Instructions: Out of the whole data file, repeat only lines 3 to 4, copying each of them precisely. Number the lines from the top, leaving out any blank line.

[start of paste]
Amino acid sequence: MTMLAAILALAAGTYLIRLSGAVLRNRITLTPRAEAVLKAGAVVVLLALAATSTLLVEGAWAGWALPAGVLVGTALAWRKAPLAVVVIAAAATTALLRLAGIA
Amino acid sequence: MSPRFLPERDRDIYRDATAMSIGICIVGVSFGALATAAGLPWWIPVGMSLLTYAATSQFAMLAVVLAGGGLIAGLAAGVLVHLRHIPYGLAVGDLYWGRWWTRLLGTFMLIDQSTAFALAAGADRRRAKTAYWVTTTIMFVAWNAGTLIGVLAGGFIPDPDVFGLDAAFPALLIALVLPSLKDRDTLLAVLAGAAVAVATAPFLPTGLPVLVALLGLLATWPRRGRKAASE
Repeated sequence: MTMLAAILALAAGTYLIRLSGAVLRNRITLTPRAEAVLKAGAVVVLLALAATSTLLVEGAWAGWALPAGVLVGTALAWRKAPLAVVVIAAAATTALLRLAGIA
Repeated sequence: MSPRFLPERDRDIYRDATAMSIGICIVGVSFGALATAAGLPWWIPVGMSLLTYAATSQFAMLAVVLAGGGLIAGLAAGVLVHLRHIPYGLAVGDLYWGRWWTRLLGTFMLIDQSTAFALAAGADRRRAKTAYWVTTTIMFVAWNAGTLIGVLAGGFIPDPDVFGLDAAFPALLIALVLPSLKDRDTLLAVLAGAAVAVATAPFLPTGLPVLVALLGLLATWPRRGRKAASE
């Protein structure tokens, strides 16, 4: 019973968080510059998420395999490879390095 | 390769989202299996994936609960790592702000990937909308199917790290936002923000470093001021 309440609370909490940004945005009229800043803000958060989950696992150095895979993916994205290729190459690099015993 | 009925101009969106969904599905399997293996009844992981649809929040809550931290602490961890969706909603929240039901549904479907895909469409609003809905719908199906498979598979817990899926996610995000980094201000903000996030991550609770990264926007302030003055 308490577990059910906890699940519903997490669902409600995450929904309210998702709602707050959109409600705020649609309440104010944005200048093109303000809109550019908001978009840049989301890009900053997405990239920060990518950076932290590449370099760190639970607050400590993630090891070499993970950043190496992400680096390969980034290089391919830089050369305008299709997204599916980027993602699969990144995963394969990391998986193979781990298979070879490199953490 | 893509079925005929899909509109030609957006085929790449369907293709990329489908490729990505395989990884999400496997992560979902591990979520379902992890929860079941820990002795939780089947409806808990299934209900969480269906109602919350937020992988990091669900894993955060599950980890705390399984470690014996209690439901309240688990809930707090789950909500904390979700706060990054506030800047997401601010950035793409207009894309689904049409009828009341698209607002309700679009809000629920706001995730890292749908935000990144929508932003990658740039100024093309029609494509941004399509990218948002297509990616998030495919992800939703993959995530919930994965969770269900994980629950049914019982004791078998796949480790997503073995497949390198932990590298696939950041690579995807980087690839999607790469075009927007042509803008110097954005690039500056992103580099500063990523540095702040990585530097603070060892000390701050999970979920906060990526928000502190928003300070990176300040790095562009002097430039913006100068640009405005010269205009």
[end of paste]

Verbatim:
Repeated sequence: MTMLAAILALAAGTYLIRLSGAVLRNRITLTPRAEAVLKAGAVVVLLALAATSTLLVEGAWAGWALPAGVLVGTALAWRKAPLAVVVIAAAATTALLRLAGIA
Repeated sequence: MSPRFLPERDRDIYRDATAMSIGICIVGVSFGALATAAGLPWWIPVGMSLLTYAATSQFAMLAVVLAGGGLIAGLAAGVLVHLRHIPYGLAVGDLYWGRWWTRLLGTFMLIDQSTAFALAAGADRRRAKTAYWVTTTIMFVAWNAGTLIGVLAGGFIPDPDVFGLDAAFPALLIALVLPSLKDRDTLLAVLAGAAVAVATAPFLPTGLPVLVALLGLLATWPRRGRKAASE